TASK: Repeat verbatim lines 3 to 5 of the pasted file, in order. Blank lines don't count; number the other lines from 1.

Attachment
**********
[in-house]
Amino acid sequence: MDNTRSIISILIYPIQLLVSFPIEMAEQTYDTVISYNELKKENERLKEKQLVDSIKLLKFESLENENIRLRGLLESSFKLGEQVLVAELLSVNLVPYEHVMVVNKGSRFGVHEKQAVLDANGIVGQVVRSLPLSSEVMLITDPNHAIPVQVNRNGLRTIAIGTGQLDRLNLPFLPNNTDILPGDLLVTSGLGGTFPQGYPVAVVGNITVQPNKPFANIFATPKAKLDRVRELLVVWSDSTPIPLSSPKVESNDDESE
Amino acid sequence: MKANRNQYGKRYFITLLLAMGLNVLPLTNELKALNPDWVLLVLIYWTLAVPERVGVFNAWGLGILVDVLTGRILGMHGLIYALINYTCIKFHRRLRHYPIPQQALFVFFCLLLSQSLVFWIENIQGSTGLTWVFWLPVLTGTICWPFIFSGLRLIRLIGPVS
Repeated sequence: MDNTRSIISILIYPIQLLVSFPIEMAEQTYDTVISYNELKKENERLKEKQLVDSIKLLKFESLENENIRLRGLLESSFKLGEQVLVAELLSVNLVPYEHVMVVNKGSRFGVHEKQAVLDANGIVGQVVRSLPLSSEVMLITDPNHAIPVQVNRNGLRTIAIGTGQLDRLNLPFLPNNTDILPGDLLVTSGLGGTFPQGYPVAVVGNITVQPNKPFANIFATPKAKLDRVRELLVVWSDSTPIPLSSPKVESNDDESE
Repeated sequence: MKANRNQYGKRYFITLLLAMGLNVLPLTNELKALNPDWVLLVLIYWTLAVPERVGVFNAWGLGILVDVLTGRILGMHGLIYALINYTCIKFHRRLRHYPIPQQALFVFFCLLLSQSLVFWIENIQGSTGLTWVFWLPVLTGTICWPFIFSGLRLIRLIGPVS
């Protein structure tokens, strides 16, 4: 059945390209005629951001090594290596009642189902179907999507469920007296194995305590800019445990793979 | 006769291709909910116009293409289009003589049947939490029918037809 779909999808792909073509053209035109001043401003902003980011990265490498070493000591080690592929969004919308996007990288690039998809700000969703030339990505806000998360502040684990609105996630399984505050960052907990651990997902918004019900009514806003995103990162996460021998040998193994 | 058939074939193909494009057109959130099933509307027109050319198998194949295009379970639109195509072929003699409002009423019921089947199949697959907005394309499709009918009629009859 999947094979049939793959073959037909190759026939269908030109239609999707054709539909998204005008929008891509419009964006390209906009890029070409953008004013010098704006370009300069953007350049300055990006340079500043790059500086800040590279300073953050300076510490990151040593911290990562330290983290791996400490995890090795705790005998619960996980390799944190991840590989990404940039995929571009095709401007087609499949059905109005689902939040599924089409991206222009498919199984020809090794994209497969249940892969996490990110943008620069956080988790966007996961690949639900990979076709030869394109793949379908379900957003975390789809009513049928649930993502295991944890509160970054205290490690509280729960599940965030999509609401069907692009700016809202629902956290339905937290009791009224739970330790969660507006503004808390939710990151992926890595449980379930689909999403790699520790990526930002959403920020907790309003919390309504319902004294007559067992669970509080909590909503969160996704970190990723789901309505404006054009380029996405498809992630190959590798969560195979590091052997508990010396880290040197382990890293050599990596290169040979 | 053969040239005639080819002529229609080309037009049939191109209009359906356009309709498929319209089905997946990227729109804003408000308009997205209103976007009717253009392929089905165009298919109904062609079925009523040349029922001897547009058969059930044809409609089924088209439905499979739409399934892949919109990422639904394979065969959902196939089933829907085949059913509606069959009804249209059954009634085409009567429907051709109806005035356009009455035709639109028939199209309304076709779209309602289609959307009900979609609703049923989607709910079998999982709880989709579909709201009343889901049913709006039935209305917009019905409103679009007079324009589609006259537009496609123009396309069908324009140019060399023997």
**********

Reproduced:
Amino acid sequence: MKANRNQYGKRYFITLLLAMGLNVLPLTNELKALNPDWVLLVLIYWTLAVPERVGVFNAWGLGILVDVLTGRILGMHGLIYALINYTCIKFHRRLRHYPIPQQALFVFFCLLLSQSLVFWIENIQGSTGLTWVFWLPVLTGTICWPFIFSGLRLIRLIGPVS
Repeated sequence: MDNTRSIISILIYPIQLLVSFPIEMAEQTYDTVISYNELKKENERLKEKQLVDSIKLLKFESLENENIRLRGLLESSFKLGEQVLVAELLSVNLVPYEHVMVVNKGSRFGVHEKQAVLDANGIVGQVVRSLPLSSEVMLITDPNHAIPVQVNRNGLRTIAIGTGQLDRLNLPFLPNNTDILPGDLLVTSGLGGTFPQGYPVAVVGNITVQPNKPFANIFATPKAKLDRVRELLVVWSDSTPIPLSSPKVESNDDESE
Repeated sequence: MKANRNQYGKRYFITLLLAMGLNVLPLTNELKALNPDWVLLVLIYWTLAVPERVGVFNAWGLGILVDVLTGRILGMHGLIYALINYTCIKFHRRLRHYPIPQQALFVFFCLLLSQSLVFWIENIQGSTGLTWVFWLPVLTGTICWPFIFSGLRLIRLIGPVS